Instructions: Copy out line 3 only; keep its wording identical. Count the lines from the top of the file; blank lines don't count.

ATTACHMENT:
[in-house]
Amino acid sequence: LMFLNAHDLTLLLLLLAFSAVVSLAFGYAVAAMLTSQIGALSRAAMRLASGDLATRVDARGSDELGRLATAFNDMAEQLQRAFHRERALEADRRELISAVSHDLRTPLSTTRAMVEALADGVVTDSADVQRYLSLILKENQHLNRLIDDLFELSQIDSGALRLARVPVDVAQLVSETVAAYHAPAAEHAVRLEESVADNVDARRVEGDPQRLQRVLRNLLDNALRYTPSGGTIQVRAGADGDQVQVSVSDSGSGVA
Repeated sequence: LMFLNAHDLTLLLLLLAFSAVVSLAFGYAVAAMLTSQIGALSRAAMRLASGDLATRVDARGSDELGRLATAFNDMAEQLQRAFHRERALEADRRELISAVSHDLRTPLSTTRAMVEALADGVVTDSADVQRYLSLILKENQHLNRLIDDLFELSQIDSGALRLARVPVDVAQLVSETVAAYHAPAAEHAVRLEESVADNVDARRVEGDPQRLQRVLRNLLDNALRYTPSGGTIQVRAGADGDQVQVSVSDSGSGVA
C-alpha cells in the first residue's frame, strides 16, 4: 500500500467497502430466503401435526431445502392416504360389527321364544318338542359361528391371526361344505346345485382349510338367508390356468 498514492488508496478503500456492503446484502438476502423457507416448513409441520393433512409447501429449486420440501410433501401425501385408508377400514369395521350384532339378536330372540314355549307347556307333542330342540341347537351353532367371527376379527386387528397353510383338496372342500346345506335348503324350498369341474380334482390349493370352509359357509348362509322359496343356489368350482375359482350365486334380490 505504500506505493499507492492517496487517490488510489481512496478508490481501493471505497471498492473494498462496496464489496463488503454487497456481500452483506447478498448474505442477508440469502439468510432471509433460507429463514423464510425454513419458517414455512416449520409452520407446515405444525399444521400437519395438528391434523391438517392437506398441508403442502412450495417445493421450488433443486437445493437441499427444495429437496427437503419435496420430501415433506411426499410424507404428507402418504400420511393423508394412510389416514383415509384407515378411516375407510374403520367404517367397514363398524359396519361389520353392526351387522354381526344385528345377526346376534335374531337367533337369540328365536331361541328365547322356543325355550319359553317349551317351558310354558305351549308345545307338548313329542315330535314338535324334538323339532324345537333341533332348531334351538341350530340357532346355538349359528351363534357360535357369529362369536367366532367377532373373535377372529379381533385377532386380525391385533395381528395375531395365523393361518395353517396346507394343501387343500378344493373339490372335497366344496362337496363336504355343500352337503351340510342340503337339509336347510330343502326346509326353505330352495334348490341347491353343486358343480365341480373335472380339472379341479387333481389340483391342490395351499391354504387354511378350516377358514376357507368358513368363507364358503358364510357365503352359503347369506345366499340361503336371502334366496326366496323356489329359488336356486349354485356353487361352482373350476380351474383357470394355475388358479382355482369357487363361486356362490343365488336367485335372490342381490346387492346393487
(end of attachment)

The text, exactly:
Repeated sequence: LMFLNAHDLTLLLLLLAFSAVVSLAFGYAVAAMLTSQIGALSRAAMRLASGDLATRVDARGSDELGRLATAFNDMAEQLQRAFHRERALEADRRELISAVSHDLRTPLSTTRAMVEALADGVVTDSADVQRYLSLILKENQHLNRLIDDLFELSQIDSGALRLARVPVDVAQLVSETVAAYHAPAAEHAVRLEESVADNVDARRVEGDPQRLQRVLRNLLDNALRYTPSGGTIQVRAGADGDQVQVSVSDSGSGVA